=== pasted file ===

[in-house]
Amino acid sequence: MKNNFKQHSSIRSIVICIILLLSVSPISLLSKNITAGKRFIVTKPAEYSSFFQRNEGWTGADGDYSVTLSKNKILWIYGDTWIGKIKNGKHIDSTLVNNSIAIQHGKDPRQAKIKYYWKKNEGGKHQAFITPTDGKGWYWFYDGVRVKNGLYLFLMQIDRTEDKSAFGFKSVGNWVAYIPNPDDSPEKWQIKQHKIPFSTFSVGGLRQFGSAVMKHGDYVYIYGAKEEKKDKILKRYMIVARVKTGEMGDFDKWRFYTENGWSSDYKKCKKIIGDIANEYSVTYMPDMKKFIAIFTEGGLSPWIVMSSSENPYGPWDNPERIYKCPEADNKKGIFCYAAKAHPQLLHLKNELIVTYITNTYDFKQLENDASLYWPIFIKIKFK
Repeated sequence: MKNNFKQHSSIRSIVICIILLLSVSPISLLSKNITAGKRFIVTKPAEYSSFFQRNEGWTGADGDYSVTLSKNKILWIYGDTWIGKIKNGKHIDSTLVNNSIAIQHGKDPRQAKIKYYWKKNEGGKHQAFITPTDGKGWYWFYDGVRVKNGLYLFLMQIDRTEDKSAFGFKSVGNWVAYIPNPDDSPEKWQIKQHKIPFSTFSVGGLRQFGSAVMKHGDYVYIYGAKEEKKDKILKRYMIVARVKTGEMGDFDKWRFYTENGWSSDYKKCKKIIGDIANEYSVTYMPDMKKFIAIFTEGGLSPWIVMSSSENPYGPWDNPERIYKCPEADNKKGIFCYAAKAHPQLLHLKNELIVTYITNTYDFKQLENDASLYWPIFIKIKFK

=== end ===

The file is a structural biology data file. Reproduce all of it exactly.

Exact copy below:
[in-house]
Amino acid sequence: MKNNFKQHSSIRSIVICIILLLSVSPISLLSKNITAGKRFIVTKPAEYSSFFQRNEGWTGADGDYSVTLSKNKILWIYGDTWIGKIKNGKHIDSTLVNNSIAIQHGKDPRQAKIKYYWKKNEGGKHQAFITPTDGKGWYWFYDGVRVKNGLYLFLMQIDRTEDKSAFGFKSVGNWVAYIPNPDDSPEKWQIKQHKIPFSTFSVGGLRQFGSAVMKHGDYVYIYGAKEEKKDKILKRYMIVARVKTGEMGDFDKWRFYTENGWSSDYKKCKKIIGDIANEYSVTYMPDMKKFIAIFTEGGLSPWIVMSSSENPYGPWDNPERIYKCPEADNKKGIFCYAAKAHPQLLHLKNELIVTYITNTYDFKQLENDASLYWPIFIKIKFK
Repeated sequence: MKNNFKQHSSIRSIVICIILLLSVSPISLLSKNITAGKRFIVTKPAEYSSFFQRNEGWTGADGDYSVTLSKNKILWIYGDTWIGKIKNGKHIDSTLVNNSIAIQHGKDPRQAKIKYYWKKNEGGKHQAFITPTDGKGWYWFYDGVRVKNGLYLFLMQIDRTEDKSAFGFKSVGNWVAYIPNPDDSPEKWQIKQHKIPFSTFSVGGLRQFGSAVMKHGDYVYIYGAKEEKKDKILKRYMIVARVKTGEMGDFDKWRFYTENGWSSDYKKCKKIIGDIANEYSVTYMPDMKKFIAIFTEGGLSPWIVMSSSENPYGPWDNPERIYKCPEADNKKGIFCYAAKAHPQLLHLKNELIVTYITNTYDFKQLENDASLYWPIFIKIKFK